The Lost Painting: The Quest for a Caravaggio Masterpiece by Jonathan Harr. I just LOVED this book. I’ve never been much of a fan of Caravaggio’s paintings, although I’ve seen plenty of them (many are extremely large) in museums around the world. His paintings were dark, often with dark subjects. But as with many of the old masters, occasionally some obscure work surfaces, perhaps credited to another artist, even, that turns out to be one done by “the” master. In this case, Caravaggio. Although this book is written as a novel (with dialogue, etc.) it’s historical through and through. It begins with two young women art scholars, in Italy, who are asked to do a research project. One thing leads to another, and to another. All true.  If you enjoy books about art – I learned some things about the paint and the canvases of the time – you’ll be intrigued as I was.

Eye On the Struggle: Ethel Payne, the First Lady of the Black Press, by James, McGrath Morris. Each year my AAUW book club reads something related to Black History Month. This is a biography of a woman you’ve probably never heard of, Ethel Payne, and about her life-long journey in journalism, struggling to keep her head above water financially, but staying true to her purposes of telling the truth about the black stories and black racism of the day. Sometimes biographies aren’t all that riveting, but I found this one to be so, and I savored each new chapter. We had a really good discussion of the book, and the ups and downs of Payne’s life, especially during her years as a Washington reporter. You’ll not be sorry to have spent the time reading this book. It’s well-written, as well. I was thrilled when the author, Morris, left a message here on my blog, thanking me (and my group) for reading his book.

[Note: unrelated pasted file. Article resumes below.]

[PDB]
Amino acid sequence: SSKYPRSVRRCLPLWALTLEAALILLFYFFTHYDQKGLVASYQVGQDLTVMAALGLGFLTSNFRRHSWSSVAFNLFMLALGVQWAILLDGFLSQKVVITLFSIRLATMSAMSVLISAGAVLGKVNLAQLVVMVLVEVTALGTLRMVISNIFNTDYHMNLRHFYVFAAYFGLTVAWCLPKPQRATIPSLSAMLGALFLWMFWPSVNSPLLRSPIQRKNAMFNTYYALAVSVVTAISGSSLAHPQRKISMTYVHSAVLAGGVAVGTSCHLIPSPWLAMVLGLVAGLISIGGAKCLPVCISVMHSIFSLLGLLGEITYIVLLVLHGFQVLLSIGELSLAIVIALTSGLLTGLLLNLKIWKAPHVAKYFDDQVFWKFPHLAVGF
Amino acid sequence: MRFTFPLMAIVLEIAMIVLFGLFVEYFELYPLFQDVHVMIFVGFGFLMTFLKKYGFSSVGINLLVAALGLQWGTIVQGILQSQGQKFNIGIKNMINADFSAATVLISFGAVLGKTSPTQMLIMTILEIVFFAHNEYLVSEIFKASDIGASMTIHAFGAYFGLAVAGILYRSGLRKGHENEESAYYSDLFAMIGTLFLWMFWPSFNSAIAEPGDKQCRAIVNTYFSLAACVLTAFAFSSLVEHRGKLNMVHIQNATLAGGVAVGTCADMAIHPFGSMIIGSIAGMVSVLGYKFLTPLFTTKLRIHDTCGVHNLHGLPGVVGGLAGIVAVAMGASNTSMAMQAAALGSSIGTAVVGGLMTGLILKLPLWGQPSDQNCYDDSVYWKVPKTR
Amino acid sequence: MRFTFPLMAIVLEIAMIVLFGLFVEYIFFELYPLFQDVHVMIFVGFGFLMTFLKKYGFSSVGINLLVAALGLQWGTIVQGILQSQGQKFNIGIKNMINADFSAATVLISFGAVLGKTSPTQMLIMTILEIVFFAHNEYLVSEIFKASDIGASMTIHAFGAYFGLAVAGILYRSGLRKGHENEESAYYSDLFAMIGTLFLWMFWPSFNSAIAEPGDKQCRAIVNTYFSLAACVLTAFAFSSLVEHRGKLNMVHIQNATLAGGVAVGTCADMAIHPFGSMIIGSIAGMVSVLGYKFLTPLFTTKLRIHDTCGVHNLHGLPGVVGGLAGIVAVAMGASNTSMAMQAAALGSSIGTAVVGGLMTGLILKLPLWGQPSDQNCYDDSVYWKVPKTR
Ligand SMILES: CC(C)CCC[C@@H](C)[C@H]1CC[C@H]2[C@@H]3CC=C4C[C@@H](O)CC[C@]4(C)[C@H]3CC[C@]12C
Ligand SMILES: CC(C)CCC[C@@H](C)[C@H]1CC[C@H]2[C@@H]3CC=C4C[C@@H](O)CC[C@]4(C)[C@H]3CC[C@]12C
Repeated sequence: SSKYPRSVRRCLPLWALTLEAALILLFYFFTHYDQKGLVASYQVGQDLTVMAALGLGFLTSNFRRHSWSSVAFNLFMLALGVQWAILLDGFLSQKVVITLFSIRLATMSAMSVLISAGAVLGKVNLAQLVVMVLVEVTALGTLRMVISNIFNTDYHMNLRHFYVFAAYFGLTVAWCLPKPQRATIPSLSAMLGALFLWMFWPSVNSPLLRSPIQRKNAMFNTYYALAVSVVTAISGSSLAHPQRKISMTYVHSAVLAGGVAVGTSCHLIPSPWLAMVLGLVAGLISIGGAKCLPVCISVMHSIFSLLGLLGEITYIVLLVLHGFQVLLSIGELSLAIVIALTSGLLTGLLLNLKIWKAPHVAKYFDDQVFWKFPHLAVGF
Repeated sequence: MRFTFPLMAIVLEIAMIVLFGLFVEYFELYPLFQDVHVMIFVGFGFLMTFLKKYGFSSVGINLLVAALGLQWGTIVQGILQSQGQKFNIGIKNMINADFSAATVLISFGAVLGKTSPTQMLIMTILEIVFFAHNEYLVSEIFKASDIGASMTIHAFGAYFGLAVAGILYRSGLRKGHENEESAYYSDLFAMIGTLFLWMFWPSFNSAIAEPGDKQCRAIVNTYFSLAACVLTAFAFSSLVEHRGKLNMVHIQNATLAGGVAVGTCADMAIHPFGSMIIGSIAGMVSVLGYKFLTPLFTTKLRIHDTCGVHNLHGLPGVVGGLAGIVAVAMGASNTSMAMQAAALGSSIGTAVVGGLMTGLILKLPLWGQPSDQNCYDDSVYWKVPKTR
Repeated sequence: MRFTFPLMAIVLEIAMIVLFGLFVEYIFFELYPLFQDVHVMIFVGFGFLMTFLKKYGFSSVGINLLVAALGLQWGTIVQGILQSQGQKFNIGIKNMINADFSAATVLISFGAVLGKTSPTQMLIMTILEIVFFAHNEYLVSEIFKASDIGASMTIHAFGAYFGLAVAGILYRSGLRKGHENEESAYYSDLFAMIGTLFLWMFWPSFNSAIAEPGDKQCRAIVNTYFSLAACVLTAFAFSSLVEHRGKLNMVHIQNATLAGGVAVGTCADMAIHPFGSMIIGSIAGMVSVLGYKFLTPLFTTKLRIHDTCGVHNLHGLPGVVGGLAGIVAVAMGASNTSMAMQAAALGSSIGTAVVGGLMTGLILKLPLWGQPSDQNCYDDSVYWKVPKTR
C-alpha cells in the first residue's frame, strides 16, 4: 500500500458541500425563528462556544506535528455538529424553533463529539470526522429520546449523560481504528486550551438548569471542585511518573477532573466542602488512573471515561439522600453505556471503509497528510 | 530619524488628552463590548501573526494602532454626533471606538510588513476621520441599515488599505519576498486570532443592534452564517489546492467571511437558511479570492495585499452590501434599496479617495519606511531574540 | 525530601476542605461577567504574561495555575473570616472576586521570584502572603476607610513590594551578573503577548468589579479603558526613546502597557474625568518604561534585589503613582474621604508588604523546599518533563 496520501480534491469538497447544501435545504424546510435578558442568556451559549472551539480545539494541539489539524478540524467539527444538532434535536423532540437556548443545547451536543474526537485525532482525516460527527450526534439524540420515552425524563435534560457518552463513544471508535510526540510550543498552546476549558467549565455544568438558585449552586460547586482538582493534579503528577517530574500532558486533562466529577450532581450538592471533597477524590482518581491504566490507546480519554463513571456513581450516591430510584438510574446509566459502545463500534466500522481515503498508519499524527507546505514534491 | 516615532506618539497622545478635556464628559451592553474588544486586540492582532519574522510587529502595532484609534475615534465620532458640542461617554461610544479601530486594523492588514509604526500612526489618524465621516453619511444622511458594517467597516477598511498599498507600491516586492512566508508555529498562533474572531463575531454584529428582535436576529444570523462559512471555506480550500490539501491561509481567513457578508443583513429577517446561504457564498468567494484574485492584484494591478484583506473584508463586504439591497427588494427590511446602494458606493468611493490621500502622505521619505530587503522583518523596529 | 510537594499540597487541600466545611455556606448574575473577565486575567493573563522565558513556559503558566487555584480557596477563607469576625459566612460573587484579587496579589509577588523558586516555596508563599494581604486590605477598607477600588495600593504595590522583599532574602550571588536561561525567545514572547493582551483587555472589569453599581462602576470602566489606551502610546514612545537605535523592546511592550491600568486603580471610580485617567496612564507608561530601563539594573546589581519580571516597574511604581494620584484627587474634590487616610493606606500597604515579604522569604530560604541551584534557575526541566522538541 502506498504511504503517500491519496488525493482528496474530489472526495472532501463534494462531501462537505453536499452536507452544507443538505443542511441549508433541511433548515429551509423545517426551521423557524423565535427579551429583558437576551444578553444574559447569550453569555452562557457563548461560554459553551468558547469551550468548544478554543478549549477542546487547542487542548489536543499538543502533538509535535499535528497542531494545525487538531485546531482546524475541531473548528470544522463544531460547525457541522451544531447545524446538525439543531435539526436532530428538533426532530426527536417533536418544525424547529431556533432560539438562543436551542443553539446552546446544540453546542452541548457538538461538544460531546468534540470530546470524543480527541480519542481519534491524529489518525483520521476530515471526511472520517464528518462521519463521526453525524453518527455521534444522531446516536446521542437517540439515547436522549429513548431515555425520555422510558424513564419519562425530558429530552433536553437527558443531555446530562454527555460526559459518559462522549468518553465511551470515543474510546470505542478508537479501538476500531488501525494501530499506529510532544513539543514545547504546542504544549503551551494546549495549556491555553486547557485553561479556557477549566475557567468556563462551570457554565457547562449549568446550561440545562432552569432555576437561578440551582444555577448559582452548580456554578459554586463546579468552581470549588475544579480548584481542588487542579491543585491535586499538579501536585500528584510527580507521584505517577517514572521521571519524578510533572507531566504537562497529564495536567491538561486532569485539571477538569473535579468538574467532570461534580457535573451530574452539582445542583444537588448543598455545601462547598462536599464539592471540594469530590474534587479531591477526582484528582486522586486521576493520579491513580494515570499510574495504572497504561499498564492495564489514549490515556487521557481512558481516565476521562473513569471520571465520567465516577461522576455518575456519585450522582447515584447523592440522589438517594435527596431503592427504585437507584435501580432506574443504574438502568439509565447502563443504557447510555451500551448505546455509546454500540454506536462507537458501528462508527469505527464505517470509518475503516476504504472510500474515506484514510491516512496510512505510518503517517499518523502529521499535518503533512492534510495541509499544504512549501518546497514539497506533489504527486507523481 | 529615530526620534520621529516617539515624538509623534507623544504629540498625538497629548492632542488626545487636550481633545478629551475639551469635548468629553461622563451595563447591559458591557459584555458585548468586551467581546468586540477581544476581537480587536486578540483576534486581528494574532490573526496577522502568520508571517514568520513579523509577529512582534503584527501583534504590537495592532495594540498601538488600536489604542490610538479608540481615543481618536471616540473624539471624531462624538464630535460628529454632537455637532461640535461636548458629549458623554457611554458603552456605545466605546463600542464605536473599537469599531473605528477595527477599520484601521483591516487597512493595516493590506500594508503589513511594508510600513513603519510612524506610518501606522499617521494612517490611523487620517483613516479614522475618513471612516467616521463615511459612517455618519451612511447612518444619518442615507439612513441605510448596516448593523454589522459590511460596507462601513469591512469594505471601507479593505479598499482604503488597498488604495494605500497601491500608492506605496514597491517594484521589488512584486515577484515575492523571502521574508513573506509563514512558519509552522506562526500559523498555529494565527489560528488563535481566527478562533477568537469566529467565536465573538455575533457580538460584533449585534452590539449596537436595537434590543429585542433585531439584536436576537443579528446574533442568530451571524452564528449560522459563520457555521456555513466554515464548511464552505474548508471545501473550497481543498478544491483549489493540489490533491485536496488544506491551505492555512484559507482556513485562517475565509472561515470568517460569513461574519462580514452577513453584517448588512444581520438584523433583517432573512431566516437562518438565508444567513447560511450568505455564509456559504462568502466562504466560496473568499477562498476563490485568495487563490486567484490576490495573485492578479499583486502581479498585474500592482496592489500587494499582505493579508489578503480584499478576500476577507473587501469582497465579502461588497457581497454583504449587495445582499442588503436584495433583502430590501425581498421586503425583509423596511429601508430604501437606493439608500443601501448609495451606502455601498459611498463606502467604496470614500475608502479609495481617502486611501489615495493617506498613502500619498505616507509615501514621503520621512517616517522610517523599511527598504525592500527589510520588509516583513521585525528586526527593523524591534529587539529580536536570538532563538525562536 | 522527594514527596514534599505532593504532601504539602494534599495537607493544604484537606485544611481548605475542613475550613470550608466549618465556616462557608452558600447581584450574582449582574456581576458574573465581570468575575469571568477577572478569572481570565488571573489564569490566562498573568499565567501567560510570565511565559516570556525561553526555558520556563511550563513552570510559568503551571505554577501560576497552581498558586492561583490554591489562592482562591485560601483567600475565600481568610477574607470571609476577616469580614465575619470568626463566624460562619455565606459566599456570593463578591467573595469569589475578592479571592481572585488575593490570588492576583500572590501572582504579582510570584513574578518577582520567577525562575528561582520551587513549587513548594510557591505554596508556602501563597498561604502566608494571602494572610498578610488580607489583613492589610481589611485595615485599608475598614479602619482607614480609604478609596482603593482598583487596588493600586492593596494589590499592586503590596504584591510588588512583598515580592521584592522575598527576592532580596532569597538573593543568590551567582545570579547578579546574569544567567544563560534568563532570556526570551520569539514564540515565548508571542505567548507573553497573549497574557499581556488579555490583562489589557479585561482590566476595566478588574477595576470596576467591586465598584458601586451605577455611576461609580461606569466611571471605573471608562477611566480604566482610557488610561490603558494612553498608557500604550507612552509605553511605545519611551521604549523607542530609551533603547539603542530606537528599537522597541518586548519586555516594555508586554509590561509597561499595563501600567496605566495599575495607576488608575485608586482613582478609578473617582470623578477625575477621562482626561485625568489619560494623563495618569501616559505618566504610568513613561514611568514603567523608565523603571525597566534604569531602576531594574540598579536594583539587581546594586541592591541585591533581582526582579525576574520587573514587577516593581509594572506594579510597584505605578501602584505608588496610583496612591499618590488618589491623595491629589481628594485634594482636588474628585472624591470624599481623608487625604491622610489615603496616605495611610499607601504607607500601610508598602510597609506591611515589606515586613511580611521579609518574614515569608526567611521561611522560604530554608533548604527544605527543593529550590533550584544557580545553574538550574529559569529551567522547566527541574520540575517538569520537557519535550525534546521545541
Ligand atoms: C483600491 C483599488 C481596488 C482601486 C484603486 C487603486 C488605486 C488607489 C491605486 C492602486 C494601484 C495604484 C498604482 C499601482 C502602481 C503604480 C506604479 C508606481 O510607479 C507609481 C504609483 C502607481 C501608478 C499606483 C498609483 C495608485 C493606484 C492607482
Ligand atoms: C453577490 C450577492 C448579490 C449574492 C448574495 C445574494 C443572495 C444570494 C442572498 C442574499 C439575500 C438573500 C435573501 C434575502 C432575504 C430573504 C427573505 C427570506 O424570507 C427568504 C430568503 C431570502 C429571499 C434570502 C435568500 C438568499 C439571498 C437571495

H Is for Hawk, by Helen Macdonald. This one has been on the best seller list. It’s a memoir about a woman who takes on a personal challenge of taming a wild hawk. Prior to reading this book, I knew next to nothing about the entire subject of hawking, or taming any of the big, wild birds. The book is equally about the writer’s inner journey. She’s a consummate writer, and every page was a joy of words, for me. My only problem is my own – I found it hard, the more time that went by, and the more time the writer spent trying to tame this bird, to scream out “let the bird go.” Perhaps it’s because I spent time in Africa in 2015, seeing animals in the wild, that I felt more for the bird than I did with the writer’s discontent with herself and the taming process. Little did I know what a hard job it is to tame a hawk. I actually didn’t finish the book. It was a book club read, and highly recommended by several of our members. And I ended up not being able to attend the meeting as I had a cold. So perhaps there is some great ending to it that would have made me feel better. I haven’t gone to the end to find out. I just had to stop reading it. But I’m not NOT recommending it. If nothing else, read it for Macdonald’s sublime proficiency with words.